If a monkey pounded on the keys of a typewriter for an infinite amount of time, it could produce any text, for example, the complete works of Shakespeare. This is, in short, the central premise of what is known as the Infinite Monkey Theorem, which 10 years ago made Jesse Anderson, a programmer from Montana (USA) viral. “In one of my favorite scenes from The Simpsons, Mr. Burns is giving you a tour from his house to Homer and enters a room where there are a lot of monkeys with typewriters. That was the original idea, ”he recalls in a video call interview. “Besides, I was bored and I like to learn new technologies.”
Anderson, who at the time was learning to handle the Hadoop programming environment, specialized in handling large amounts of data, was keen to test the cloud computing services of Amazon Web Services, which had been launched five years earlier. So he set out to write a program capable of generating random text segments to complete the works of the British playwright. And he got it. And it went viral.
His deed was sung by media from all over the world. “A few million virtual monkeys are about to recreate the complete works of Shakespeare by pounding keys on virtual typewriters,” proclaimed the BBC on September 26, 2011. “Shakespeare’s plays, produced by millions of Amazonian monkeys,” announced Engadget three days before. In EL PAÍS we also echoed. “If memory serves me correctly, the first ones were Fox News and Gizmodo. That gave me the impetus to keep the process going until the end, ”Anderson recalls. “It was interesting to discover the project through the eyes of the journalists, to see what they noticed.”
Within a month and a half, the show had completed the British playwright’s corpus based on random nine-character segments. Anderson did not intend for the works to be completed one by one or line by line. If the proposed lyrics were gibberish, they were automatically discarded. If they coincided with any segment of the works, digitized by the Gutenberg project, they were added to what had already been written. In this context, the text of the well-known passage from Macbeth, “to be or not to be” –to be or not to be, in English – would have been just as valid as tobeornot or as eornottob. The million monkeys and their typewriters were purely imaginary; an Anderson device to portray the random nature of the process. But they were, along with the mention of Shakespeare, a fundamental part of the success of the project.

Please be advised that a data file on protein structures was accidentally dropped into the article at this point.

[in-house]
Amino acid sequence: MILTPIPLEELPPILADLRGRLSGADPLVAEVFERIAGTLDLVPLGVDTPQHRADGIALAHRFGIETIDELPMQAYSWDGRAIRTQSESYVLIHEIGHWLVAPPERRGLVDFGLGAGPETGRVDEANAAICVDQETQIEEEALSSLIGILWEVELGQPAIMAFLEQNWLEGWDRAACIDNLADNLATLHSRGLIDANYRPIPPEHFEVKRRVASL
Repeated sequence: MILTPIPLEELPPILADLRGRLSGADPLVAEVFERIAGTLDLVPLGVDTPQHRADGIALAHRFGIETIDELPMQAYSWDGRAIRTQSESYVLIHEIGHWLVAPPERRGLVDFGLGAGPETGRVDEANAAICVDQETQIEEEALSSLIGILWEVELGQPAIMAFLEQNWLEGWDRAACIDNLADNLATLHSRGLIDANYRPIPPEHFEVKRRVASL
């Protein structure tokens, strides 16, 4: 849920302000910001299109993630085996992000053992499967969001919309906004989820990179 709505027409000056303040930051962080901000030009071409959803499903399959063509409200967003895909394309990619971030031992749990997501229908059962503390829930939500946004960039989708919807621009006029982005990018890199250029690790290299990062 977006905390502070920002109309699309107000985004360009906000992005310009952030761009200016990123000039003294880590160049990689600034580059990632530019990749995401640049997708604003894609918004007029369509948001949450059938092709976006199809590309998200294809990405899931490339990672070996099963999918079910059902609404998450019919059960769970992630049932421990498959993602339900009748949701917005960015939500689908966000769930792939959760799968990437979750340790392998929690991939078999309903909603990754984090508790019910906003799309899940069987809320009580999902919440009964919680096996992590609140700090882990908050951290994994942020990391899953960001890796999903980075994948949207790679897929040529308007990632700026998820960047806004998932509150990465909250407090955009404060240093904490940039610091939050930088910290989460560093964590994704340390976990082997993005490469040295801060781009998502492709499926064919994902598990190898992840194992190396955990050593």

“The key was to find something that appealed to the feelings of the audience. Something that many had heard about or that was curious. Nothing esoteric ”, reasons the programmer. What is not so clear is whether he could reproduce that success on the current internet: “There are many more things competing for your attention than you did ten years ago. Maybe it could happen, but I think we are more jaded now ”.
In 2011, some portals questioned the importance of the milestone from a technological point of view. For Anderson, the goal was not to advance science or invent a new method of literary creation. The challenge of generating Shakespeare’s works by comparing the originals with character segments would lose complexity, for example, if the proposals are, one by one, the letters of the alphabet. In fact, this is the model that you applied initially, to verify that the code was well structured. The process took 20 seconds. “The project would not have gone viral if it had lasted only three or six hours. I needed some margin. Something serious, “he explains. “What I did was try to invite people to follow the project, to see what had changed in the last 30 minutes and how their favorite Shakespearean work was progressing.”
With today’s technology, even nine-character segment generation would be completed in a breeze. But other ways of dealing with the problem have also emerged. “There is a genetic algorithm where you start with a block that adjusts to the point of creating something,” he says. For example, yes Romeo and Juliet they have 50,000,000 characters, one begins with a set of that length and random modifications are introduced until the result is, letter by letter, the tragedy of the Montagues and the Capulets. “Or we could go the artificial intelligence route and train an algorithm with texts from the time to see if it could recreate Macbeth. It would be interesting, although I don’t think it’s possible right now ”, he adds.
Anderson didn’t get rich off the million monkeys. After the first informative flashes, the attention that the project captured was diluted and it was time to return to normal life and the routines of his job at that time, in a financial company. “Then I found out that I was working in the wrong place. They did not value creativity there, ”he recalls. Discouraged by the indifference of his peers, the programmer decided to take advantage of the last blows of popularity of his Amazonian monkeys to look for a new job. He first went through Cloudera, a company specializing in cloud data management, and then founded his own company.
For those who are looking for an opportunity like the one he had, a viral that changes their luck, Anderson recommends looking for something interactive, that matters to people, that has some human element or that stimulates our curiosity by trying to answer questions for which we do not we have an answer. “But the most important thing, and this is something that people with technical profiles tend to forget, is that you are going to have to throw flowers,” he warns. The night he launched his project, Anderson spent hours emailing the media explaining the story of the million monkeys. When he woke up, his inbox was full.
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